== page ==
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November 10, 2022
Dancer and choreographer Ray Mercer reflects on 20 years with 'The Lion King'
Interview with Ray Mercer
photo of Ray mercer dancing in a biege suit
Ray Mercer

On Sunday, The Lion King celebrates its 25th Broadway anniversary. That will also be a milestone for Ray Mercer, who's been with the show for 20 years, making him one of the longest-running male dancers in Broadway history. In addition to playing the 14-foot-tall giraffe in that iconic "Circle of Life" opening number, Mercer plays a number of other ensemble roles throughout the show, as well as being fight captain. But his work doesn't start and stop with The Lion King. An award-winning choreographer, Mercer has choreographed for companies, universities, and theaters around the world, including Broadway Cares/Equity Fights Aids, the Harlem Globetrotters, and the Smithsonian Museum. Ahead of the anniversary festivities, we caught up with Mercer to talk about his inspiration, the impact of The Lion King, and his exciting dual career of 20+ years.

Can you tell us about some of the other animals you perform in The Lion King?

I have between 13 and 15 different costume changes in the show. I’m a giraffe at the top of the show and then I’m grass, then I’m a hyena, which involves a lot of jumping and tumbling around. I get to be a wildebeest, I get to be a human for a little bit. But the giraffe is my favorite.

How long does it take to put on that giraffe costume?

I’ve been doing it for 20 years so at this point my dresser and I have it down to a science. I can do it in about two minutes.

The Lion King is full of incredible moments, is there one in particular that you’re especially fond of?

I think my favorite moment is “The Circle of Life.” It’s just that iconic opening number that will probably go down in history. It really captures what the whole show is about and the audience always loves it. We’re all there, the processional, all the animals that you see at the beginning. I think one of the most iconic visuals is when the sun is rising and you see the two giraffes walking across on the diagonal in front of the sun. It's just stunning.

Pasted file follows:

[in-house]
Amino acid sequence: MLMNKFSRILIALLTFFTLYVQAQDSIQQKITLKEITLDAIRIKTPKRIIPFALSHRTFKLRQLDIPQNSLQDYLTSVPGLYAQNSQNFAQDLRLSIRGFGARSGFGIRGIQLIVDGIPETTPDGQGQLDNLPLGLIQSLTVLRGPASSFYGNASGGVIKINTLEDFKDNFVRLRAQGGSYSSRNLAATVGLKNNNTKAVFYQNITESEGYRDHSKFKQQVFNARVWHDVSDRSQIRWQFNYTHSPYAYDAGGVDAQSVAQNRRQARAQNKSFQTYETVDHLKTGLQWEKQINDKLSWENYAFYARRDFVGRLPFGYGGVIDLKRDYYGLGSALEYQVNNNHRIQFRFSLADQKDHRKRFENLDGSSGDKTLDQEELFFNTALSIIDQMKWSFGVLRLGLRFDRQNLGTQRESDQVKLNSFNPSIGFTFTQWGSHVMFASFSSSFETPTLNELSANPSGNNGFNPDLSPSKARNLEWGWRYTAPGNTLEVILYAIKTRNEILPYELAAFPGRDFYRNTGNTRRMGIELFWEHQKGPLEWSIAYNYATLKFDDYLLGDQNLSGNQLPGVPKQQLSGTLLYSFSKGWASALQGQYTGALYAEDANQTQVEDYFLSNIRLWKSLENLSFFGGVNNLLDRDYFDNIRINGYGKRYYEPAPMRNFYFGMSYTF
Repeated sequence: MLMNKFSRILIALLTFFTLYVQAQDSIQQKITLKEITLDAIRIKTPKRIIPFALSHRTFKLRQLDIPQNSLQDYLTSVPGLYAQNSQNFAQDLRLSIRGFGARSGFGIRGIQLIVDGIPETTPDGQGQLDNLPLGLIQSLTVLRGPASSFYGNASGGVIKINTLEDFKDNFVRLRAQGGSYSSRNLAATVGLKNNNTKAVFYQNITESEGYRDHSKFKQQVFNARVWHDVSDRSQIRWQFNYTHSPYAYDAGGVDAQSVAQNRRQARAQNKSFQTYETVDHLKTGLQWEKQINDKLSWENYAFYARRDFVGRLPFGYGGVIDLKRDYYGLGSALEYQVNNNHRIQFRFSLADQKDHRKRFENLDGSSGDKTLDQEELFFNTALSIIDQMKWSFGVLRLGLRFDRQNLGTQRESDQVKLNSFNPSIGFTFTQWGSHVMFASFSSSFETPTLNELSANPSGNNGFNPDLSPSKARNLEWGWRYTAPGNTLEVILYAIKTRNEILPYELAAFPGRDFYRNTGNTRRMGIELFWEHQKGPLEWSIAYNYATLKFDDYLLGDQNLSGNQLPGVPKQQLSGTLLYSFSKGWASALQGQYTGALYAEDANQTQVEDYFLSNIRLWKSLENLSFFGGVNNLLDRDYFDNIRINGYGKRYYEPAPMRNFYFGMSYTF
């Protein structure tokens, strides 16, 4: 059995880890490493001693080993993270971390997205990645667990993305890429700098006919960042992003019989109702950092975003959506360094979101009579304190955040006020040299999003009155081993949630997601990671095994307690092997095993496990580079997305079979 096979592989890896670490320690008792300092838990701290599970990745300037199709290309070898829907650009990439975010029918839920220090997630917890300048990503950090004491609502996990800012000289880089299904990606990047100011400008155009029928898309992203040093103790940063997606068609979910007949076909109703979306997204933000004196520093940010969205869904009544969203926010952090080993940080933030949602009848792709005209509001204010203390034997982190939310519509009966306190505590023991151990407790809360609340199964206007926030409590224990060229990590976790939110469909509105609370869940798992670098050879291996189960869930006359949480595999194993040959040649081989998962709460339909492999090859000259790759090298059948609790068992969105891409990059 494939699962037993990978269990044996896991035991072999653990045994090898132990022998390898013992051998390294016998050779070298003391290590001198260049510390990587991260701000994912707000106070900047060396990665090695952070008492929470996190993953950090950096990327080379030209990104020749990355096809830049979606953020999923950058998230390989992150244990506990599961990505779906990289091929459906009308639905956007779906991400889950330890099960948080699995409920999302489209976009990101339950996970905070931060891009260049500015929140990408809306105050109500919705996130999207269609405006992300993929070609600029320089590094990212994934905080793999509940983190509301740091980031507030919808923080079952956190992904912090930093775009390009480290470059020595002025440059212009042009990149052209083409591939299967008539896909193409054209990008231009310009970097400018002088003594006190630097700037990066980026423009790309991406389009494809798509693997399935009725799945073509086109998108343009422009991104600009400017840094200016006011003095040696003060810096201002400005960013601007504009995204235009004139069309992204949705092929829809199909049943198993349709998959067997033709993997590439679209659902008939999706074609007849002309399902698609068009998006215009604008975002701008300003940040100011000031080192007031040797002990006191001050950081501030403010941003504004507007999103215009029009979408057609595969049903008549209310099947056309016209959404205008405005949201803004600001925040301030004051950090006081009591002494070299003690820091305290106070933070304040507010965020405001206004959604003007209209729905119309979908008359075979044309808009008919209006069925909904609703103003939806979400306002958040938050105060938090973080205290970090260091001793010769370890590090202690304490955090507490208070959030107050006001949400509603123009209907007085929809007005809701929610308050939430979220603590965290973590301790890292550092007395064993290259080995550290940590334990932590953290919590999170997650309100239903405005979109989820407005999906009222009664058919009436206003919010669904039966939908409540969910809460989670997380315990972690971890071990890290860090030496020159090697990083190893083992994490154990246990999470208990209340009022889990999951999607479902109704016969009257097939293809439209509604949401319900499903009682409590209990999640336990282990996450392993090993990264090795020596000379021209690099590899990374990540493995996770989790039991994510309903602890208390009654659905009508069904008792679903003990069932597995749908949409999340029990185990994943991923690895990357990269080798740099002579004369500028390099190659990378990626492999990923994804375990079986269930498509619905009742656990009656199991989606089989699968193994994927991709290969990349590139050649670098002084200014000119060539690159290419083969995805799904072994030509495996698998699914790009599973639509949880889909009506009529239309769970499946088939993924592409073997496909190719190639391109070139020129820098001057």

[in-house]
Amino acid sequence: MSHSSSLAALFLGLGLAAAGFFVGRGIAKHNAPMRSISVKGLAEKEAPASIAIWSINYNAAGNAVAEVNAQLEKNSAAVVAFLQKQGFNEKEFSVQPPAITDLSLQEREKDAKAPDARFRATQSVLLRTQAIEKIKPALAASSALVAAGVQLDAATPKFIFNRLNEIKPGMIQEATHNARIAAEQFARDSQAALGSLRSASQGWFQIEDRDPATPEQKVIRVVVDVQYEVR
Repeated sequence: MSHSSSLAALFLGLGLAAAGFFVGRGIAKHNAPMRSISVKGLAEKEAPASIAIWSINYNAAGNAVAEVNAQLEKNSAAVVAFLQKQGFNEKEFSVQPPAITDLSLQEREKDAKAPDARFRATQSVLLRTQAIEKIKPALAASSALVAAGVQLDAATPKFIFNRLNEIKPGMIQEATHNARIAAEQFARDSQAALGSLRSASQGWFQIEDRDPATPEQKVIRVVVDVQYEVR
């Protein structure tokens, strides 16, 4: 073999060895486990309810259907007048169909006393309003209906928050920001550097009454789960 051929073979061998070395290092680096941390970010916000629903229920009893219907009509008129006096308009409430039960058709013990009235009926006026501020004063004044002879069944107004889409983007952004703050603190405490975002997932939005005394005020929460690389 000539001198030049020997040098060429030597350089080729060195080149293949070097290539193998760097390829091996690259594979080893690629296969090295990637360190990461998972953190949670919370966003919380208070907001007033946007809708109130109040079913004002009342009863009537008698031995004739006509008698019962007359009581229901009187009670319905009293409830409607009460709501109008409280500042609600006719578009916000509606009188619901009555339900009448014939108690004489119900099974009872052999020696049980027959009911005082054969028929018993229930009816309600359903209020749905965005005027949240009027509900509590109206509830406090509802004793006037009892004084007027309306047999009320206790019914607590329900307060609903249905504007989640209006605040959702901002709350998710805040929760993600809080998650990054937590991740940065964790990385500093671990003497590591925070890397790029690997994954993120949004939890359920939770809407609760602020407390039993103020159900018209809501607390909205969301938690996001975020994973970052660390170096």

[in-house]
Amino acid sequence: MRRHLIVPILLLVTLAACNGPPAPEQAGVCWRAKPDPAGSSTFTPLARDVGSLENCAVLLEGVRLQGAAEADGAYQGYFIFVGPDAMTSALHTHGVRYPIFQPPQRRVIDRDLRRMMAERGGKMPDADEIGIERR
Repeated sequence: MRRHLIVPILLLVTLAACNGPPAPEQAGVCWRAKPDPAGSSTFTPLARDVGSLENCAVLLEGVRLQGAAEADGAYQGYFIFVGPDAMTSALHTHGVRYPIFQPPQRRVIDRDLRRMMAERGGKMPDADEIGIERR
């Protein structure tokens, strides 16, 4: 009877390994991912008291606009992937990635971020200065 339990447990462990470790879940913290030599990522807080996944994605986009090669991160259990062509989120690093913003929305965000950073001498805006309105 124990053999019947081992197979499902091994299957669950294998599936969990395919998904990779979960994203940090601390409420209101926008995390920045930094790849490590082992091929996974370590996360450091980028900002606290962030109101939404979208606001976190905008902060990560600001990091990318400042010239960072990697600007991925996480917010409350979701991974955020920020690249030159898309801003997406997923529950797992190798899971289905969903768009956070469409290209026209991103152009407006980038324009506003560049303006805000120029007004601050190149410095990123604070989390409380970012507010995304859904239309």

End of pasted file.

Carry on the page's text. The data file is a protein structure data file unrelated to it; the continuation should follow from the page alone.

And you recently got to perform that number on The Late Show with Steven Colbert. 

We had rehearsed that probably a week prior to going on the show. I was wondering how we were going to fit everything on that stage, but once we got there it was fantastic. The audience was so amazing, so receptive, and Colbert and his staff were very nice. We had so much fun.

You’ve choreographed a lot of projects over the years, all while performing eight shows a week. How do you keep up the energy to do all that?

I’ve been so fortunate that I’ve been able to have a dual career. As a performer, I get to perform eight shows a week, and I’m also a choreographer. I think what’s really important to me is that both those jobs are equally important. I stay busy but I’m so grateful that I’m able to do them both. I’ve been able to choreograph for companies around the world, I’ve been able to choreograph musicals, I’ve worked in conjunction with Howard University, and I have one of my works archived in the Smithsonian. And The Lion King has been great about giving me time off occasionally to do other projects. So I am extremely grateful to have a dual career both as a performer and also as a choreographer.

Has your time with The Lion King influenced your choreography at all?

Absolutely. And my time at The Lion King has been a blessing in that I have access to so much: musicians, composers, wardrobe designers, dancers--we have some of the most incredible dancers in the world here at Lion King--and set designers and carpenters. Most choreographers would have to go reach out to people like that, where I have the advantage of having all of that in-house with me.

What or who else has had an influence on your work?

I think that being here in the city, being here in New York, has had an influence on me. As a choreographer I’ve always been attracted to things that touch the human spirit, things that affect us all as human beings. The fact that we all fall in love, we all get angry or sad, all those human emotions. New York is a very vibrant, live city with a whole lot of inspiration, so I’m always being inspired by the things that are happening in the city, and things that are happening socially. Recently, I had a conversation with a friend about speed dating and that ended up inspiring a show I choreographed. So really anything that's humanistic.

Any recent project you’ve worked on that you especially enjoyed?

I choreographed for Theatre Aspen in Aspen, Colorado. I worked with Hunter Foster, he was the director, and I choreographed Jersey Boys. We had an amazing time. The cast was fantastic, the creative team was fantastic. We had a really good time building and creating that show.

Looking back on your career, what are you most proud of?

I’m just really proud of the fact that I’ve been able to sustain a dance career with one of the biggest shows in Broadway history. Being part of The Lion King for 20 years, dancing in the show for 20 years, is really quite unheard of. I'm one of the longest-running male dancers in Broadway history, so I am extremely proud of that. I’m also proud of the fact that I’ve been able to do both: I’ve been able to choreograph around the world for many different companies and dancers. I’m really grateful.

Looking ahead, is there any opportunity you haven’t had yet that you’d like to?

Yes, I’m going to choreograph a Broadway show. I’m very excited to do that.

Do you have something lined up or are you just willing it into existence?

I’m just putting it out into the universe.

For tickets to 'The Lion King' on Broadway, visit

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Written by: Erin Kahn
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